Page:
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Formidably erudite, faintly manic, and impossible to shut up, Slavoj Žižek is a cult figure. At least he’s self-aware enough to send-up that status… more»

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News source: Arts & Letters Daily

Charles Sanders Peirce

[Revised entry by Robert Burch on November 12, 2014. Changes to: Main text, Bibliography, self-contextualization.html] Charles Sanders Peirce (1839 - 1914) was the founder of American pragmatism
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[Revised entry by Robert Burch on November 12, 2014. Changes to: Main text, Bibliography, self-contextualization.html] Charles Sanders Peirce (1839 - 1914) was the founder of American pragmatism (after about 1905 called by Peirce "pragmaticism" in order to differentiate his views from those of William James, John Dewey, and others, which were being...

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News source: Stanford Encyclopedia of Philosophy

Eating What Bugs Us

Like most people, I have eaten bugs. Also, like most Americans, this consumption has been unintentional and often in ignorance. In some cases, I’ve sucked in a whole bug while running. In most
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Like most people, I have eaten bugs. Also, like most Americans, this consumption has been unintentional and often in ignorance. In some cases, I’ve sucked in a whole bug while running. In most cases, the bugs are bug parts in foods—the FDA allows a certain percentage of “debris” in our food and some of that is composes of bugs. While Americans typically do not willingly and knowingly eat insects, about 2 billion people do and there are about 2,000 species that are known to be edible. As might be guessed, many of the people who eat insect live in developing countries. As the countries develop, people tend to switch away from eating insects. This is hardly surprising—eating meat is generally seen as a sign of status while eating insects typically is not. However, there are excellent reasons to utilize insects on a large scale as a food source for humans and animals. Some of these reasons are practical while others are ethical. One practical reason to utilize insects as a food source is. . .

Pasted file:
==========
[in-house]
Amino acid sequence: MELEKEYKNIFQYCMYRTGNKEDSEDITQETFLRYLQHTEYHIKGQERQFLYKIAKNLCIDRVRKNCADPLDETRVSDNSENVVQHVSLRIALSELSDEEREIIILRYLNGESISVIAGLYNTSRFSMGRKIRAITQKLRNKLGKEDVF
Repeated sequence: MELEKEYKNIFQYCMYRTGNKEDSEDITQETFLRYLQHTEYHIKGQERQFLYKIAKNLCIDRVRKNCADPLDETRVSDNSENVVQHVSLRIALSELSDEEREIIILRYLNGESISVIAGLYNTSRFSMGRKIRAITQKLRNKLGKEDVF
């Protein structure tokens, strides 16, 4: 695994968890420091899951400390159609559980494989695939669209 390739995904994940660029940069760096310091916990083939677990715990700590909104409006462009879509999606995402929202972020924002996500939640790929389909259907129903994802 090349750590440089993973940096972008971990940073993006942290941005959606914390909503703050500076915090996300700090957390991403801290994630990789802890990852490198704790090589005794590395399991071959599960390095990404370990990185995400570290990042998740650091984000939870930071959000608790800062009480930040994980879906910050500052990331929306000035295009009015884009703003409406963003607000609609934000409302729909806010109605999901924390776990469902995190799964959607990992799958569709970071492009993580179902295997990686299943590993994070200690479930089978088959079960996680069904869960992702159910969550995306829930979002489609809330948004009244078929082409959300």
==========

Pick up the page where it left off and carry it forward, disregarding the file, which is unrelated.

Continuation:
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News source: Talking Philosophy

Collected Works Volume 1: Scientific Rationality, the Human Condition, and 20th Century Cosmologies

2014.11.14 : View this Review Online | View Recent NDPR Reviews Adolf Grünbaum, Collected Works Volume 1: Scientific Rationality, the Human Condition, and 20th Century Cosmologies, Thomas Kupka
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2014.11.14 : View this Review Online | View Recent NDPR Reviews Adolf Grünbaum, Collected Works Volume 1: Scientific Rationality, the Human Condition, and 20th Century Cosmologies, Thomas Kupka (ed.), Oxford University Press, 2013, 280pp., $65.00 (hbk), ISBN 9780199989928. Reviewed by Gary L. Hardcastle, Bloomsburg University of Pennsylvania More readily perhaps than most volumes of collected works, this volume, the first of three from Adolf Grünbaum, can be read with profit in two quite different ways. It can, and should, be read first for what it is, a collection of ten of Grünbaum's best-known essays on scientific "rationality" (three essays), "determinism and the human condition" (three as well), and "theological interpretations of twentieth-century physical cosmologies" (four essays, including "The Poverty of Theistic Cosmology," a 50-page tour de force). Forthcoming second and third volumes will assemble Grünbaum's most significant papers on the philosophy of. . .

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News source: Notre Dame Philosophical Reviews // News

Knowing What to Do: Imagination, Virtue, and Platonism in Ethics

2014.11.13 : View this Review Online | View Recent NDPR Reviews Timothy Chappell, Knowing What to Do: Imagination, Virtue, and Platonism in Ethics, Oxford University Press, 2014, 339pp., $74.00
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2014.11.13 : View this Review Online | View Recent NDPR Reviews Timothy Chappell, Knowing What to Do: Imagination, Virtue, and Platonism in Ethics, Oxford University Press, 2014, 339pp., $74.00 (hbk), ISBN 9780199684854. Reviewed by Hallvard Lillehammer, Birkbeck, University of London In this book, Timothy Chappell continues the critical project he developed in Ethics and Experience (2009) where he argued that no conventional systematic moral theory could count as a convincing ethical outlook. His new book, largely based on a series of previously published papers, goes beyond his earlier one to further articulate what a convincing ethical outlook would look like. Chappell's preferred method is exemplification, in particular exemplification of his own ethical outlook. He proceeds in a piecemeal fashion, making contributions to a variety of philosophical debates, including the theory of reasons, demandingness and impartiality, contemporary moral epistemology, and the. . .

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News source: Notre Dame Philosophical Reviews // News